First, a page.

In the wake of the latest Roman expression of anti-Pope Francis backlash, in this case a satirical spoof of the Vatican newspaper L’Osservatore Romano designed to make the pontiff look wishy-washy on Catholic doctrine on marriage, let’s stipulate one thing right away.

Anonymous potshots such as the fake L’Osservatore, as well as the “Where’s your mercy?” posters that went up around town last Saturday, don’t inspire a lot of credibility. The general rule of thumb is that if you’ve got something to say, put your name on it and stand behind it.

By the way, it doesn’t cut it to say one fears reprisals from Francis. Even if there were a legitimate basis to that fear, which is debatable, real reformers over the centuries have accepted such risks as the price of speaking truth to power.

Therefore, it’s not as if the faux L’Osservatore that’s made the rounds will go down as some great act of protest or moral courage, and it’s also not as if we needed it to know some people wish Francis would be more precise on the issue of Communion for divorced and civilly remarried Catholics treated in his document “Amoris Laetitia” (“The Joy of Love”).

The gist of the spoof is to present supposed answers from Pope Francis to five dubia, or questions, submitted to him by four conservative cardinals about “Amoris.” So far Francis hasn’t responded directly, but in the spoof he does, saying both “yes” and “no” to every question.

Whatever one makes of its merits, I’m going to assert this latest bit of blowback is encouraging in one key sense: It shows that however polarized opinion in some sectors of the Church may have become, at least people haven’t completely lost their sense of humor.

That, actually, is the key difference between the posters and the fake L’Osservatore: The posters were just snarly and mean, but the spoof has a more playful tone and, at times, is downright hilarious, especially for insiders who know the twists and turns in the Pope Francis saga.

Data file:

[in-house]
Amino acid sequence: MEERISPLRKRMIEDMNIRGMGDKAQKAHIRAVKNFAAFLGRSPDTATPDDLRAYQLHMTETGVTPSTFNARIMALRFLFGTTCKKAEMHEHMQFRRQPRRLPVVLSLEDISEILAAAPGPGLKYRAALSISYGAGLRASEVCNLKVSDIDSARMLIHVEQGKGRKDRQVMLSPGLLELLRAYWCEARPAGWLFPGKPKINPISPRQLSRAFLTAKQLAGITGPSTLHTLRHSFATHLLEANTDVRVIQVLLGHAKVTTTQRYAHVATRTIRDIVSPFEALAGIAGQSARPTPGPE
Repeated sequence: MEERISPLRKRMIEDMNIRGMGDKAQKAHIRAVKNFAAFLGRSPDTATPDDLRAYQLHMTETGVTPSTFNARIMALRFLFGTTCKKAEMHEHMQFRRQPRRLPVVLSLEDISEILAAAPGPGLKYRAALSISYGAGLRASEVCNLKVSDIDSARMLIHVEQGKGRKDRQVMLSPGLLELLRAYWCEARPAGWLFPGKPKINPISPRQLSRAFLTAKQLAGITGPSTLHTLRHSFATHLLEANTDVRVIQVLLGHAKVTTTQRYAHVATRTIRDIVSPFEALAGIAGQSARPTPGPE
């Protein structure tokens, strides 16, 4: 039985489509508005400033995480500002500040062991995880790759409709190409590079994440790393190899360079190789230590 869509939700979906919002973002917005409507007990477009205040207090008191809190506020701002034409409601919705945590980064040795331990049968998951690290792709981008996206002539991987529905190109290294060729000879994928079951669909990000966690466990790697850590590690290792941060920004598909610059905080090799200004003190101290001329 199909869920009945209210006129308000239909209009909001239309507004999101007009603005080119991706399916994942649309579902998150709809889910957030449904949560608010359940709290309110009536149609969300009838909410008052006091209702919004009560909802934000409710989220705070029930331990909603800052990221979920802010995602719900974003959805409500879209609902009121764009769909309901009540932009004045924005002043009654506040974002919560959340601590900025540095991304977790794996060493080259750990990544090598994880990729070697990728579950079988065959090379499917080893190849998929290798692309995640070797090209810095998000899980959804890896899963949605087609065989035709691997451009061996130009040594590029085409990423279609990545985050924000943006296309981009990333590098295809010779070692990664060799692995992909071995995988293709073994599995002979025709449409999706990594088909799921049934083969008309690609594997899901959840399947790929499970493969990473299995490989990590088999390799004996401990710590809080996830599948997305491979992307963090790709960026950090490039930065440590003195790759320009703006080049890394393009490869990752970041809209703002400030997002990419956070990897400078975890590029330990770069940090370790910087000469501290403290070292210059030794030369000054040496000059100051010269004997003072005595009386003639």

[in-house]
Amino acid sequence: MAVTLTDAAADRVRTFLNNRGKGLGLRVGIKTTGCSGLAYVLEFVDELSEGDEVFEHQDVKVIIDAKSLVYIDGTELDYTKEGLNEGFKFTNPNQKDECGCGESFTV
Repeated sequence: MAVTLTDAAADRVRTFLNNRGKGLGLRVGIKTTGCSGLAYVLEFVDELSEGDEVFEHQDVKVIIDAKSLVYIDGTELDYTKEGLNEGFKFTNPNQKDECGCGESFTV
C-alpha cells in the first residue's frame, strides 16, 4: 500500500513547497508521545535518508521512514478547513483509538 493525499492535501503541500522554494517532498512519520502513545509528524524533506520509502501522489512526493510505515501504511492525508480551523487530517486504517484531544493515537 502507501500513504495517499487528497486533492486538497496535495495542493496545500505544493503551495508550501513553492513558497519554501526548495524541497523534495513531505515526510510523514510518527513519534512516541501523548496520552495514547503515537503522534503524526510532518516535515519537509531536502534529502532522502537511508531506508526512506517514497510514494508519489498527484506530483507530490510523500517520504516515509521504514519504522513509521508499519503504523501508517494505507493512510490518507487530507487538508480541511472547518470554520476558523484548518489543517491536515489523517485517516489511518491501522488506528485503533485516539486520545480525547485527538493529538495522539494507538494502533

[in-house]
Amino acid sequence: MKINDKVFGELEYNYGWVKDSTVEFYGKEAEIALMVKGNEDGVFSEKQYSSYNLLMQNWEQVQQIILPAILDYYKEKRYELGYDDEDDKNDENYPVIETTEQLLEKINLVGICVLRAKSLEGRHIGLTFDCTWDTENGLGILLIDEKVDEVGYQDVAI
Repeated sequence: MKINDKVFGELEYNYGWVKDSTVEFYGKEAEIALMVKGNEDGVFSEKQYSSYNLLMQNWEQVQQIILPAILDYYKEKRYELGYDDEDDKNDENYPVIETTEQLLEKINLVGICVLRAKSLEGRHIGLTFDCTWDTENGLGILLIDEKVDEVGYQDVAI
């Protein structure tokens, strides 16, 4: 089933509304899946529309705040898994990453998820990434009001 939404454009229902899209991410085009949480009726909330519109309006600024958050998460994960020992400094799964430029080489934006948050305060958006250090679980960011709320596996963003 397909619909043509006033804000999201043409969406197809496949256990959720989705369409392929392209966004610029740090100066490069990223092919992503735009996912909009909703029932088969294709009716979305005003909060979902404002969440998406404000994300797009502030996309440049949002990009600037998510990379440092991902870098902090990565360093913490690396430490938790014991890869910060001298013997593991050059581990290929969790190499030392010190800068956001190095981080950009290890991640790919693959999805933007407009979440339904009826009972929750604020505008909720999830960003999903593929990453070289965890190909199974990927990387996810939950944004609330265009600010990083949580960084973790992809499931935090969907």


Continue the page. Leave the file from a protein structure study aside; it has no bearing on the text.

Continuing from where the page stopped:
For instance, in the bottom right of the fake front page of the paper, there’s a column called Nostre Informazioni (“Our Information”), which appears every day and contains the official acts of the pope. In the spoof, it contains an announcement that Francis had called 92-year-old leftist Italian journalist Eugenio Scalfari to discuss his responses to the dubia, authorizing him to share their conversation with the public.

Scalfari has had several real exchanges with the pope, legendarily neither taping the conversations nor taking notes, so it’s become a favorite parlor game in Rome trying to figure out with any given element of these talks where Francis ends and Scalfari begins.

The news item contains this fake line from Scalfari, allegedly said to the pope at the end of their fictional call: “Some things you’ve said, I won’t report. Some things you’d have me report you didn’t actually say, but I’ll put them in so the reader understands who you are.”

Anybody who’s spent time trying to parse the texts of the Scalfari dialogues had to get a laugh out of that.

At another stage, the fake news report says that Francis showed his responses in advance to Cardinal Christoph Schönborn of Vienna, known to share the pope’s views on the divorced and remarried — terming him, by the way, the prefect in acta of the Vatican’s Congregation for the Doctrine of the Faith, meaning the guy actually calling the shots.

Of German Cardinal Gerhard Müller, theoretically in charge of doctrine but known to have a more conservative line, it says the Holy Father “benevolently spared him the honor of expressing an opinion.”

Again, you may not like the politics behind all this, but it’s still an amusing line.

I’ll grant that a fake news piece claiming Monsignor Pio Vito Pinto, dean of the Roman Rota and a love-to-hate figure for traditionalists after saying Pope Francis could take away the red hats of the four cardinals for defying him, and had died of joy after seeing the pope’s responses, was over the top. On the other hand, the spoofers at least had the graciousness to promote Pinto to cardinal before dispatching him.

Why is the humor important?

As anyone with eyes can see, it’s not just the Church that finds itself increasingly polarized these days. We live in an acrimonious, tribalized era, and breaking out of that vicious cycle requires a real commitment to rebuilding zones of friendship across the usual party lines.

There are many keys to developing friendships, but human experience suggests that a healthy sense of humor is often one. C.S Lewis wrote that friendship is born when two people see the same truth. I suspect, however, it’s equally true that friendship is born when two people find the same thing funny, because it suggests there’s another way of processing reality that doesn’t lead immediately to rancor and disagreement.

Granted, the fact that whoever put the fake L’Osservatore together did so anonymously doesn’t make them much of a role model for constructive criticism, and one can obviously debate the political and doctrinal presuppositions underneath the whole thing.

Imagining these folks laughing their heads off as they put it together, however, and the fact that at times the rest of us can even share in the joke, perhaps suggests there’s still hope.

This article originally appeared at the Catholic news site